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Friday, December 13, 2002
Not dominating, but Gil has been the best
By Jack Arute
Special to ABC Sports Online
The "Dog Days of Summer" mean that more than half of the Indy Racing League season is behind us. With six races remaining, the chase for this year's title shapes up as a Marlboro Team Penske vs. Pennzoil Panther tussle with Felipe Giaffone and Airton Dare playing "wild card" roles.
Through the first nine races, there have been outstanding performances, disappointing ones, teams on the rise, rookie runs and fantastic finishes. Our first half report follows.
BEST OVERALL PERFORMANCE:
When Marlboro Team Penske announced its intentions to compete fulltime in the IRL this season, many feared that Penske would swoop in and dominate the series. Helio Castroneves and Gil de Ferran have accounted for three wins and a host of podium finishes, but they have not swept the series.
De Ferran, however, has produced the best overall performance. He has cobbled together seven top-five finishes, including his first career IRL win at Pikes Peak. Nazareth, Indy and Richmond also found the current CART champ contending for Victory Lane.
Rumors have abounded that de Ferran longs for a return to road racing and speculate that he will leave Penske at the end of his contract. The surprise is genuine when you ask de Ferran about the rumors. The denial is sincere. Gil says that he enjoys the IRL and has no intention of abandoning the series -- or Penske -- in the near future.
BEST ROOKIE PERFORMANCE:
|Gil de Ferran led a Penske 1-2 punch in Colorado.|
The Bombardier Rookie of the Year award goes to the first-year IRL driver who enjoys the best season. Laurent Redon has that award in his sights and was considered for this category.
To me, though, performance includes more than just finishing spots. That is why, in my opinion, Tomas Scheckter wins this first-half award, and hands down. Scheckter started the season on shaky ground. He was quick, but he was also too aggressive. It cost him -- and others -- strong finishes when the South African would end up on the hook of a wrecker after being too aggressive.
"I have learned that to finish first, you first must finish," chuckled Scheckter just before the start of the Kansas race.
Tomas again led much of the race as he did in Indy and Texas, only to end up in the wall.
"All I think about is that day," he says. "Maybe I think about it too much."
When I arrived at Texas Motor Speedway, old friend and TMS GM Eddie Gossage collared me, "What's this describing the racing at Texas as 'Fontana-like'? We have the best IRL races and this time will be more of the same."
Boy was Eddie correct.
Jeff Ward's razor-thin win over Al Unser Jr. was absolutely the best of this season and arguably the best in IRL history.
BEST SECOND HALF POTENTIAL:
Every team would like to get selected for this, but Giaffone and his Hollywood-Mo Nunn Team wins it based upon their steady progression up the ladder. Giaffone is very close to snaring his first win. We saw Ward and Dare earn their first victories this season and Giaffone is not far behind.
When he and Castroneves were youngsters racing karts in Brazil, they often were found fighting for the win. It would not surprise me to see these two back at it in Indy Cars.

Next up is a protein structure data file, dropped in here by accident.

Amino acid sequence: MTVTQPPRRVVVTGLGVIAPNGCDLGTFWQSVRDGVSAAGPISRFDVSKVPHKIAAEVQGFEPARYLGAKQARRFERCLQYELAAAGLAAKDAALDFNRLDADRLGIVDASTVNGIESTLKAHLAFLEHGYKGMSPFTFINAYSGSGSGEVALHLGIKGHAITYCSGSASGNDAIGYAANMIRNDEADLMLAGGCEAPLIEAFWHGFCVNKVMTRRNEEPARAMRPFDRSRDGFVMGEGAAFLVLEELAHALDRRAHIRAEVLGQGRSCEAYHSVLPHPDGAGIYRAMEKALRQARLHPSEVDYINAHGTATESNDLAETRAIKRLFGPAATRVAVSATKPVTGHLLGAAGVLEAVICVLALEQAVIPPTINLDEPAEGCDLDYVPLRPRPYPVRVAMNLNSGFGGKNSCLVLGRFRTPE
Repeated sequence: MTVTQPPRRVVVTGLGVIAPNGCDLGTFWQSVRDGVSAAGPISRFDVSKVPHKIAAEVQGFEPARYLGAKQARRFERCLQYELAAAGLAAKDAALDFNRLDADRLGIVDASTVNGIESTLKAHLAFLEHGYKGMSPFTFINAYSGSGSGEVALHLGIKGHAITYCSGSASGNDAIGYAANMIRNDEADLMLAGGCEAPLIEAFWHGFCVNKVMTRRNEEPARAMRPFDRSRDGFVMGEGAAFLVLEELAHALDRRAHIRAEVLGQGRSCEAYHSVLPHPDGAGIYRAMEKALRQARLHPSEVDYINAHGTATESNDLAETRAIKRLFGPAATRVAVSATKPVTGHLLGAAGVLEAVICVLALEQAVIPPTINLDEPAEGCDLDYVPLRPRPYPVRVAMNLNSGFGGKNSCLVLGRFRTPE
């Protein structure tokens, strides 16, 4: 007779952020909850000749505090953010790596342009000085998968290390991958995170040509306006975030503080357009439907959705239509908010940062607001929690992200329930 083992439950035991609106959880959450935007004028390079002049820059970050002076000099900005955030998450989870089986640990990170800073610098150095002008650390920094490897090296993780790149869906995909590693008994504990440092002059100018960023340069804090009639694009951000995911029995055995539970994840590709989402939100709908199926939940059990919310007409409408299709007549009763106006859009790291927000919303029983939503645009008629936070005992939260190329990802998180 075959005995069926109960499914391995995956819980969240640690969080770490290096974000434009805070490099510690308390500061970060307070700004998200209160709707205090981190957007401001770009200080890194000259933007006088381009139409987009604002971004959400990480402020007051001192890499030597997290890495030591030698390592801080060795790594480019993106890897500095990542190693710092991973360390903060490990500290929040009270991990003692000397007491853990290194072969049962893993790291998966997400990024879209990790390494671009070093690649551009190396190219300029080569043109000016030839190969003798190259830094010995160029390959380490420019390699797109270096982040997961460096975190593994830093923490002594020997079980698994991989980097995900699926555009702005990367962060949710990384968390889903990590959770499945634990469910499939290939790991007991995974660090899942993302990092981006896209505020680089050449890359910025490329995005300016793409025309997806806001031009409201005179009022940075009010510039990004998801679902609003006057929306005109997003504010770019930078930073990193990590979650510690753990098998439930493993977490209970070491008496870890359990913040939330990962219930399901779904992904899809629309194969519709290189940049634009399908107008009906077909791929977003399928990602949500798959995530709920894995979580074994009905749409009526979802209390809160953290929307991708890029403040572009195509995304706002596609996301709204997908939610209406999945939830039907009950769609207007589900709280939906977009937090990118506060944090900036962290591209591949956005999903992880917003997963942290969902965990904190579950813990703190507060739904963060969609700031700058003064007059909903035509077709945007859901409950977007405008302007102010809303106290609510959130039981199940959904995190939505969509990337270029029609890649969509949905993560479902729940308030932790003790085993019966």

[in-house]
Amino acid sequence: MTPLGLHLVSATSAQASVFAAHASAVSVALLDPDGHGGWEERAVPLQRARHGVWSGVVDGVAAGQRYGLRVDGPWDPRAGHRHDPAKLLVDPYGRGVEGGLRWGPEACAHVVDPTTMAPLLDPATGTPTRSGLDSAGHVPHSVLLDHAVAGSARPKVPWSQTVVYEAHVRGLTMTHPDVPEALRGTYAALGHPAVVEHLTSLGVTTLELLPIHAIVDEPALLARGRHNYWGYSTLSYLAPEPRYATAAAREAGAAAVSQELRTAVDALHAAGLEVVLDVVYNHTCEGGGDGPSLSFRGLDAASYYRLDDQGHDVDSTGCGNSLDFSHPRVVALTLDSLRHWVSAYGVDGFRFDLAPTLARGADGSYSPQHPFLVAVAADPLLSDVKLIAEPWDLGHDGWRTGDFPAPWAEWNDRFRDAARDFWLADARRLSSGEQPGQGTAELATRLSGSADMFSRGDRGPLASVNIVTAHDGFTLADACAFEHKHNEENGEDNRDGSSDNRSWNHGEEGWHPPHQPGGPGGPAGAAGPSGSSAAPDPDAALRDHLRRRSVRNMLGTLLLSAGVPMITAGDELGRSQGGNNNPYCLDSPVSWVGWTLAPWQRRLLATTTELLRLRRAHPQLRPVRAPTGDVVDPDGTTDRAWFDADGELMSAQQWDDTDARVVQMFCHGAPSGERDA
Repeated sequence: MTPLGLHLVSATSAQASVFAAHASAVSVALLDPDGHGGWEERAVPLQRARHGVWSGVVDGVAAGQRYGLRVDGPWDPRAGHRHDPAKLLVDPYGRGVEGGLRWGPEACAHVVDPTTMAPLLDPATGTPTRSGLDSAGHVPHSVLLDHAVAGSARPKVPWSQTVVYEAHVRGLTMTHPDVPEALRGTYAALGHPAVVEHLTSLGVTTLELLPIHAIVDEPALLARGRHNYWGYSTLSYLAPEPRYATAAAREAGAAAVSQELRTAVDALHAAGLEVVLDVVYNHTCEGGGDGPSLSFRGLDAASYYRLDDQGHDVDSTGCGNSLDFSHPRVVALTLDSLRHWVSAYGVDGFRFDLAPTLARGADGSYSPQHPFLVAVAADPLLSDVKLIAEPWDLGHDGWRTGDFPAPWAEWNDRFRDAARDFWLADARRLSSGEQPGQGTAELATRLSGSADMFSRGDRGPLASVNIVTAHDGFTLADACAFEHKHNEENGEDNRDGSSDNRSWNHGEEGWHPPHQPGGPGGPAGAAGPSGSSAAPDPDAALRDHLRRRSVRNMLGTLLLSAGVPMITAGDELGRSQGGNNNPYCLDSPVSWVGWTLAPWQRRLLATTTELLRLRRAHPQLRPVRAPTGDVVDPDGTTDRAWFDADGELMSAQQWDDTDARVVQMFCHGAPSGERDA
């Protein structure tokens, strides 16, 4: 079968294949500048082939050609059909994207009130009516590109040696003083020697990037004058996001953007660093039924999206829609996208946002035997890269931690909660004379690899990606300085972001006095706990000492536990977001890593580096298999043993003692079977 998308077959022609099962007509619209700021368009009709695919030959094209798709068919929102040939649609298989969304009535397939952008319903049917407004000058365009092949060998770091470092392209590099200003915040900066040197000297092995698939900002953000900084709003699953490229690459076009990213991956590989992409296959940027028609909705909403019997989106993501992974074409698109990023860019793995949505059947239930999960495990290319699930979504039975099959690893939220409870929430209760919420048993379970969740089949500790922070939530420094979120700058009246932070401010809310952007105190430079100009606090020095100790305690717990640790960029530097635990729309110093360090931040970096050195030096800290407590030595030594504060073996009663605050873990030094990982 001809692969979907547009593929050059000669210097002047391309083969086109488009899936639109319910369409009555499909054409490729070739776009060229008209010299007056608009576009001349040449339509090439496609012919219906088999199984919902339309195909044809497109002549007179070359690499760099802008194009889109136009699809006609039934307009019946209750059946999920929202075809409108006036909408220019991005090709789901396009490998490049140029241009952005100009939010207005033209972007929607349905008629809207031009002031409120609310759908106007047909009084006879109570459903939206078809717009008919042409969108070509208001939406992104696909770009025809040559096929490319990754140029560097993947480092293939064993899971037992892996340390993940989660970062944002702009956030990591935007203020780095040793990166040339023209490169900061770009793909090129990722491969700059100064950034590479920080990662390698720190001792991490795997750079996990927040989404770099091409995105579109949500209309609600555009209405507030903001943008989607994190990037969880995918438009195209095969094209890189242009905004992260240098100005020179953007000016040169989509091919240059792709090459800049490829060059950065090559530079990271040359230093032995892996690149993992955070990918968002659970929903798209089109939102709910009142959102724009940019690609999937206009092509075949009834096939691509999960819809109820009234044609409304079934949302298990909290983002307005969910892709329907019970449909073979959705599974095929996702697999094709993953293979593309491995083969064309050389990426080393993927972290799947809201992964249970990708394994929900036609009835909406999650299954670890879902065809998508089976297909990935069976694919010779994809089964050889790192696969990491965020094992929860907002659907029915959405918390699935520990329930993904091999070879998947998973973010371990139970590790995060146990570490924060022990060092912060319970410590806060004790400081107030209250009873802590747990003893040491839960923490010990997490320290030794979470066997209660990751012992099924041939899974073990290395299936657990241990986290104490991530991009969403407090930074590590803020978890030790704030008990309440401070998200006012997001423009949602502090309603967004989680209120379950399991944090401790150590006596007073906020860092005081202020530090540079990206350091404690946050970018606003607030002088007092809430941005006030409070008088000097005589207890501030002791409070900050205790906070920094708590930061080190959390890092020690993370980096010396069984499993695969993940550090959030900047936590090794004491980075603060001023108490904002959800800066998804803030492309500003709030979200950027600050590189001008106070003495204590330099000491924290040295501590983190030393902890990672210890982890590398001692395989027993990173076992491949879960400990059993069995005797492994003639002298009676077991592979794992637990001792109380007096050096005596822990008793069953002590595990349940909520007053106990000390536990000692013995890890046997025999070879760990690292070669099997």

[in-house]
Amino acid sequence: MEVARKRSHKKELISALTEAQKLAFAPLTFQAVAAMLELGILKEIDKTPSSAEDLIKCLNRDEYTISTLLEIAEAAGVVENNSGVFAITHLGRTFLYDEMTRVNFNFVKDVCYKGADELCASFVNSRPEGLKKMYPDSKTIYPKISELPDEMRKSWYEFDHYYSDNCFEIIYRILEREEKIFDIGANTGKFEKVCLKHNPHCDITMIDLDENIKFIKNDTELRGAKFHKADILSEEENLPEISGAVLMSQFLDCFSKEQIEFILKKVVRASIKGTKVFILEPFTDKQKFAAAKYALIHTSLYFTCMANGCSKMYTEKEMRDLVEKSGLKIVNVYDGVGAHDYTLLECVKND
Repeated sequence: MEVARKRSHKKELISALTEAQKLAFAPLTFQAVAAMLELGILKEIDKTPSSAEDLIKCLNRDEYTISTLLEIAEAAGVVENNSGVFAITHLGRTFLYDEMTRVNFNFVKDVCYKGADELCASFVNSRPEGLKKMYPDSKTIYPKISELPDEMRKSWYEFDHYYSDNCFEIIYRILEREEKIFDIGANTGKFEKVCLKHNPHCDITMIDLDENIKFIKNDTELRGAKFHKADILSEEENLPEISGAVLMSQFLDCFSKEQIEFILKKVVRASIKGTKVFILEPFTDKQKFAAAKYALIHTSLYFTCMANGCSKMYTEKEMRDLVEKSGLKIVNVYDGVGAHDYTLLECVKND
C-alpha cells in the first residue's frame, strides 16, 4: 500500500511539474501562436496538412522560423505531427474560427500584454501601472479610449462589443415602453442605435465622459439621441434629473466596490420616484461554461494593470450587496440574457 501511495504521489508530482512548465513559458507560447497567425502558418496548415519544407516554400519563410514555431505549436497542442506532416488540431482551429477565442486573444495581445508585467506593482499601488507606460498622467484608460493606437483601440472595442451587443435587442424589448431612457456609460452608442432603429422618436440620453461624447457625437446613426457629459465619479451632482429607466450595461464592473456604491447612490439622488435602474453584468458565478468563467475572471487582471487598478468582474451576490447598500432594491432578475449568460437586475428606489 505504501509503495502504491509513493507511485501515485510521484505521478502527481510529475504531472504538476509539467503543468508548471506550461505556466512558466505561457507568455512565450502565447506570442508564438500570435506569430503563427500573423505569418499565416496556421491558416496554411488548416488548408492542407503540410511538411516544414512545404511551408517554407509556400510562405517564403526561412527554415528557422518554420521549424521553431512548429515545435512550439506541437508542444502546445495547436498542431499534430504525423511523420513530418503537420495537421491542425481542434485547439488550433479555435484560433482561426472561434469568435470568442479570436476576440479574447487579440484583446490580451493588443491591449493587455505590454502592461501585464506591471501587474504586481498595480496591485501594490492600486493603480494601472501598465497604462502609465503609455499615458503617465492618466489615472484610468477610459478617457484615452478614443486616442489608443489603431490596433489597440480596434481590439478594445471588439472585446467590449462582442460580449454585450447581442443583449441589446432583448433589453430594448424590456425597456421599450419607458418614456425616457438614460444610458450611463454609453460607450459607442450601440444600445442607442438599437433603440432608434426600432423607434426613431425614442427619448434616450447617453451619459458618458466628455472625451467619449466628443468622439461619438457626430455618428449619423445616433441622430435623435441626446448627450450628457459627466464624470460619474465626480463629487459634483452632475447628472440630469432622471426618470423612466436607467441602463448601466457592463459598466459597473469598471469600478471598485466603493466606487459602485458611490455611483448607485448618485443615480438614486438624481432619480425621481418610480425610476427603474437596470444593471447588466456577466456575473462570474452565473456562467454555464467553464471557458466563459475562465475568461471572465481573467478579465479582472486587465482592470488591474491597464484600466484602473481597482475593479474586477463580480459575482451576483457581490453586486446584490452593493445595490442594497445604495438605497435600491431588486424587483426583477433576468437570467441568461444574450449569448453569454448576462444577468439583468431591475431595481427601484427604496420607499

MOST FRUSTRATING SEASON:
It didn't take long for Jaques Lazier to show us that he and Team Menard were a force to be reckoned with. His thrilling tire-rubbing duel with Sam Hornish Jr. at Fontana had all of us circling the Indianapolis 500.
We all thought that, come Indy time, this team would get their first "500" win and Jaques would join his brother Buddy on the Borg-Warner trophy. A broken back as a result of a crash at Nazareth scrapped those predictions and left Lazier in a back cast and Menard searching for the competitive chemistry that Lazier brought to the team.
Lazier insists he will return to the cockpit before season's end. He is shooting for a defense of his win at Chicagoland.
Greg Ray went into the 2002 campaign signed to drive for Kelley Racing and reunited with his cousin Thomas. By the time we got to the season opener, Ray was ride-less and Knapp was weeks away from leaving Kelley.
Greg finally got together with fellow Texan A.J. Foyt and brought Thomas on board. His results have been mixed. A good run at Richmond led one to think that maybe things had turned around for the affable '99 IRL champ. Then Ray arrived at Kansas without Knapp and his bad luck returned. Oil pressure issues sidelined him after completing only 167 laps.
It would be easy to say it was the protest and subsequent appeal by Team Green of Castroneves' Indianapolis 500 victory. There is no question that if Redon and Buddy Lazier had not crashed in the final laps of the race, Tracy's face would be set to join others as winning visages on the Borg-Warner Trophy. Instead, he joins a long list of drivers (like Eddie Sachs, Lloyd Ruby and Scott Goodyear) who came close to winning the "Greatest Spectacle in Racing" only to have Lady Luck frown upon them.
But the "500" winner story wasn't the biggest story of this season so far. Instead it was the announcement that Honda would join Toyota and Chevrolet as engine suppliers for the IRL starting in 2003.
Honda was all but set to leave U.S. Indy Car racing and showcase its wares on the Formula One circuit. Now, most likely because of the spirited rivalry between them and Toyota, they will stay stateside and bring their engines, marketing and sponsorship dollars to the IRL.
Airton Dare claims his first IRL victory amidst late-race controversy.
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